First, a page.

Weary pretty much sums up how I feel right now. I'm getting blood and platelets tomorrow, though, which will help. I made it three weeks without a transfusion. Not too bad...I'll certainly take it.

I'll be starting chemo again on Monday. Round six as far as I'm concerned. We'll be using Decitabine. It's somewhat experimental in that it's not commonly used for AML patients, but it has been recommended to us by several doctors, including Ohio State. (Ohio is currently using it with their patients, and also within at least one clinical trial that I know of.) It is supposed to be a "gentler" chemo as far as side effects go. My counts will be low, but they already are. That's the nature of AML. We are still working with my transplant team at Barnes to see about getting a stem cell booster after chemo. There is some risk of a GVHD flare, but at this point in my life all of the options hold considerable risk.

The chemo will be administered outpatient -- one hour a day for five days. I can stay out of the hospital as long as I'm healthy, so my prayer is of course for good health. I would also like to continue taking the Mannatech throughout this course, so minimal side effects such as nausea and changes in taste would also be helpful. We may ease up a bit on the diet restrictions I've been following. Weight loss is an issue for me. I just reached the 100 pound mark a few weeks ago.

The best thing about getting treatment is probably having access to the university's high speed internet, so I'm sure I'll keep everyone posted throughout this next week. We live far enough outside of Columbia to be forced to use dial-up as our home connection.

Thank you, once again, for your prayers.

Friday, March 02, 2007


Narrator: Little did he know that this simple seemingly innocuous act would result in his imminent death.
Harold Crick: What? What? Hey! HELLOOO! What? Why? Why MY death? HELLO? Excuse me? WHEN?
(quote from Stranger Than Fiction)

I was sitting in the waiting area of Ellis Fischel too early this morning when CNN broadcast a news story about several teenagers who died from a tornado yesterday, as well as a bus crash in Georgia that killed several college students. I was pondering the fact that life is so brief, and none of us know when we will be taken, or what will take us. Even now, it's easy for me to think the question is pretty much answered, but ultimately I don't know what will take me home, or when. I know I may sound hopeless or morbid to some of you, but that is not the case. I am preparing for a possibility of death. I think it is only prudent to do so in my situation, and honestly, I think it is prudent for everyone to do. None of us are immortal, and care should be taken to consider what comes next. I shared with a friend recently that I had been reading several articles on John Piper's website ( regarding Heaven, as though studying up on some country I'm visiting on vacation soon. It's just all of a sudden become a very interesting topic to me. Sad that only the prospect of death has me at this place, because I believe as Christians we should be focusing on the fact that our stay on earth is quite brief and very temporal. Very little matters when you view it in light of eternity.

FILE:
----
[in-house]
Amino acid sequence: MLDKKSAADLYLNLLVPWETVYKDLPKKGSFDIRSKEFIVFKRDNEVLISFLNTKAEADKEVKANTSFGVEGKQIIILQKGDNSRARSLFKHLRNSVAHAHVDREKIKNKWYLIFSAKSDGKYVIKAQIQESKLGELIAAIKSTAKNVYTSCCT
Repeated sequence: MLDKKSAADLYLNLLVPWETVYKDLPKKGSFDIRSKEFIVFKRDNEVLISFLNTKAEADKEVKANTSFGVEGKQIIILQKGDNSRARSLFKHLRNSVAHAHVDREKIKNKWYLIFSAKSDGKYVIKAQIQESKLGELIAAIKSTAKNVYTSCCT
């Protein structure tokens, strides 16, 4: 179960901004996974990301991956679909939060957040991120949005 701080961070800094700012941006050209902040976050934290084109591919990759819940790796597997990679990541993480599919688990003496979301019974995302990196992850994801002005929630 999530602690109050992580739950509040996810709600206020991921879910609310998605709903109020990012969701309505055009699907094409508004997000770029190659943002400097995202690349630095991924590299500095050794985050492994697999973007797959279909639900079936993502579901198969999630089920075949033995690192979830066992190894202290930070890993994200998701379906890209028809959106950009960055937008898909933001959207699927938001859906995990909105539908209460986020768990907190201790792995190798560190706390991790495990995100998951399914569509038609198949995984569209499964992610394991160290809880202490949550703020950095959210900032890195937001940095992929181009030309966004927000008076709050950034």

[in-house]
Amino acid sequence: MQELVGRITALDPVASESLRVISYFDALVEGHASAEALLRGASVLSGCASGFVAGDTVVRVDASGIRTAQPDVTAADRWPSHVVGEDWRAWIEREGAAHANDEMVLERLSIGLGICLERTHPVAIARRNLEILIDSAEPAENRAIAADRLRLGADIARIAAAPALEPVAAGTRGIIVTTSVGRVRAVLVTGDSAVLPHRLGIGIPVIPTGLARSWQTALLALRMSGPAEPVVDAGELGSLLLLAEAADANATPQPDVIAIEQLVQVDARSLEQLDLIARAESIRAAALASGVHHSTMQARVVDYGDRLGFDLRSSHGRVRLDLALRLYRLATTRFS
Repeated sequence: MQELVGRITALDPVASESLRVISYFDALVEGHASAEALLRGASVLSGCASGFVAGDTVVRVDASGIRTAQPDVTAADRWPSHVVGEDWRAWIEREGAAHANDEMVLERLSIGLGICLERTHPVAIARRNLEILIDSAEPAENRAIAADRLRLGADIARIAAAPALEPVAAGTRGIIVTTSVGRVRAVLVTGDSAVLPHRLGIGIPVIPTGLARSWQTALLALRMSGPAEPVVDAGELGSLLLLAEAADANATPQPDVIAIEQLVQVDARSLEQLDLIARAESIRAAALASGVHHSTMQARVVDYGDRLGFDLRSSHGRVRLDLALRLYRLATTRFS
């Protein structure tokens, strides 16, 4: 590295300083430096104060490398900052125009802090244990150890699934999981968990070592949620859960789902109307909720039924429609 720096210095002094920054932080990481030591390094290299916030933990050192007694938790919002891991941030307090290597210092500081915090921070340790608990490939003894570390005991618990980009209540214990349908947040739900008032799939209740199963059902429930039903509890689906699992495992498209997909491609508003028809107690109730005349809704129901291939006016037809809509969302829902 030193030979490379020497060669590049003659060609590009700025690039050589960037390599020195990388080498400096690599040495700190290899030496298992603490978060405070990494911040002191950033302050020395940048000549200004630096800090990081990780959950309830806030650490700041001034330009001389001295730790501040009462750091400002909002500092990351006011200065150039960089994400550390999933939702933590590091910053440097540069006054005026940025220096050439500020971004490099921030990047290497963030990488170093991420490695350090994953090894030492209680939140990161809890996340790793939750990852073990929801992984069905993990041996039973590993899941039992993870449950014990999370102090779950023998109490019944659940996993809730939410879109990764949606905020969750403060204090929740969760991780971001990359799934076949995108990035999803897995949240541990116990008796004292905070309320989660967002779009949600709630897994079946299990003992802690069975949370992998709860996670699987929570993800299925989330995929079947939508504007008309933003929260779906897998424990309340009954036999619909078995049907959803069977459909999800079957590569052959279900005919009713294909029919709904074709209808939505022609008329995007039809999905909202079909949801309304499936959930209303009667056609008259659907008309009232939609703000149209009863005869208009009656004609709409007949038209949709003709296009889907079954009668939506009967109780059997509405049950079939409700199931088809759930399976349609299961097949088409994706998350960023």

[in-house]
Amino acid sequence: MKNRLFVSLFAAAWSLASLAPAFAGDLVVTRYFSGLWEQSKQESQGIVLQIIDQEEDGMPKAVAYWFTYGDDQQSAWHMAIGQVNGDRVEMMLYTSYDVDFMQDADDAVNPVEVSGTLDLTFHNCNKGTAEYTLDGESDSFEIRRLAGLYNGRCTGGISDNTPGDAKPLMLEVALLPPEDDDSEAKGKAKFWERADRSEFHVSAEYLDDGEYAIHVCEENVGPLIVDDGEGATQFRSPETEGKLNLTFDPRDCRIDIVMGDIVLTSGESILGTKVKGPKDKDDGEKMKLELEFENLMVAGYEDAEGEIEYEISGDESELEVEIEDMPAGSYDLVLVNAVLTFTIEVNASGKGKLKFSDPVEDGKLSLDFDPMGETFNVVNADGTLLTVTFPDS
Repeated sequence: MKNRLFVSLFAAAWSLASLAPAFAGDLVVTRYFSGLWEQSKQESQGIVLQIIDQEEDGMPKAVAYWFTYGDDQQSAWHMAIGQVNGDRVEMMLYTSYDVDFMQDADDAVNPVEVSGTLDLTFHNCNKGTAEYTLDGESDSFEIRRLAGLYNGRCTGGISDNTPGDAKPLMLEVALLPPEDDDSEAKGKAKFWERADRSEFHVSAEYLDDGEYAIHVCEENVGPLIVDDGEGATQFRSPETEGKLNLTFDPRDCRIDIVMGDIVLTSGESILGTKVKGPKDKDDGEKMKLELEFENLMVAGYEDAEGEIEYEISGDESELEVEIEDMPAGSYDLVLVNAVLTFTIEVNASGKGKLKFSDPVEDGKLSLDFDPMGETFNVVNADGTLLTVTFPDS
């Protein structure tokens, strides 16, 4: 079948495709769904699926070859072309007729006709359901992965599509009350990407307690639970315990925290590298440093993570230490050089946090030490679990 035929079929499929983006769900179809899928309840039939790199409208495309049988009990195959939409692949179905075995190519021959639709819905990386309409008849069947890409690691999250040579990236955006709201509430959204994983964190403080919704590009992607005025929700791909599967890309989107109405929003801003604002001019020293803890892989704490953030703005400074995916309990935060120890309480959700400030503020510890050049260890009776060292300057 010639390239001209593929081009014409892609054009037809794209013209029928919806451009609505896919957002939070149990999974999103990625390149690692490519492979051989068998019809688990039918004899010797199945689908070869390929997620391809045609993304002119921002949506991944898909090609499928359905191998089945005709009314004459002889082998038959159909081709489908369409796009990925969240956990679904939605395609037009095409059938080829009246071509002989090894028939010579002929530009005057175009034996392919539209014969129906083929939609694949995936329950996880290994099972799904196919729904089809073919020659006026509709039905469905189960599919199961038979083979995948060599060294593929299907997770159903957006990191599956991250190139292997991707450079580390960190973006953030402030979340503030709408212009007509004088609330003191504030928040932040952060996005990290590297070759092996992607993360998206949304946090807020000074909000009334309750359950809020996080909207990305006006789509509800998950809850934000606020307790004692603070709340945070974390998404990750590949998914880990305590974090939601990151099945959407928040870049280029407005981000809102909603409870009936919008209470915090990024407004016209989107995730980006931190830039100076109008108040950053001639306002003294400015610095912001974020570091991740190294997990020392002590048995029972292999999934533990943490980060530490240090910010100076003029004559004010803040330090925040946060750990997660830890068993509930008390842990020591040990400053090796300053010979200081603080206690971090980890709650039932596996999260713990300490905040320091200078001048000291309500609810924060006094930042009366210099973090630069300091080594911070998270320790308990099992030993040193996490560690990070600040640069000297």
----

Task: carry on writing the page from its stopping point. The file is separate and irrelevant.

I told my husband the other day (who has kept me faithful all these months) that I am finally learning how much God hates sin. I HATE cancer. I am sick of it. And I realize cancer is just one more visible sign of sin in this world. So ultimately, I hate sin. And how much more does God hate sin? I am also realizing how helpless I am in this battle against AML. Just as helpless as I am, totally depraved and living in sin from the second I was born. Ultimately God is the cure, and He chooses to show mercy and grace as He wills. (Titus 3:5) He has already rescued me from the ultimate death of sin, and I trust He can rescue me from AML if He chooses. But if not, ultimately the price of sin has been paid, and I know I am secure, and I am thankful every second for the gift of faith. "My faith is like shifting sand, so I stand by grace." - Caedmon's Call